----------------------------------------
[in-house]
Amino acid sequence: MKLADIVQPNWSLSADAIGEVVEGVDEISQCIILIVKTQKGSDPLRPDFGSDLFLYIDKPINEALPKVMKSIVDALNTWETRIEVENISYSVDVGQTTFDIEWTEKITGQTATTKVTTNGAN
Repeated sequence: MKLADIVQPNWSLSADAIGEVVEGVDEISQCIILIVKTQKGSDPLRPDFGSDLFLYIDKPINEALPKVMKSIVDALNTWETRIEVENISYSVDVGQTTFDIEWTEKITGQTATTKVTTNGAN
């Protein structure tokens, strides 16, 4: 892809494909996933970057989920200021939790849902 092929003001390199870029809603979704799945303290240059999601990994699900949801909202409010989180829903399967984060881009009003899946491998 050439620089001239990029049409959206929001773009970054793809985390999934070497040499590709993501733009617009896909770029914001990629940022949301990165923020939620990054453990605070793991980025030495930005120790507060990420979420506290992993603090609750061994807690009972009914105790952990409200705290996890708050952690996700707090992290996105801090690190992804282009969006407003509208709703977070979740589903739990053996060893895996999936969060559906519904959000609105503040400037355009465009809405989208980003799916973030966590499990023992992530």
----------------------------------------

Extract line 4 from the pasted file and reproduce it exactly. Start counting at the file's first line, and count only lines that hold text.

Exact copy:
């Protein structure tokens, strides 16, 4: 892809494909996933970057989920200021939790849902 092929003001390199870029809603979704799945303290240059999601990994699900949801909202409010989180829903399967984060881009009003899946491998 050439620089001239990029049409959206929001773009970054793809985390999934070497040499590709993501733009617009896909770029914001990629940022949301990165923020939620990054453990605070793991980025030495930005120790507060990420979420506290992993603090609750061994807690009972009914105790952990409200705290996890708050952690996700707090992290996105801090690190992804282009969006407003509208709703977070979740589903739990053996060893895996999936969060559906519904959000609105503040400037355009465009809405989208980003799916973030966590499990023992992530």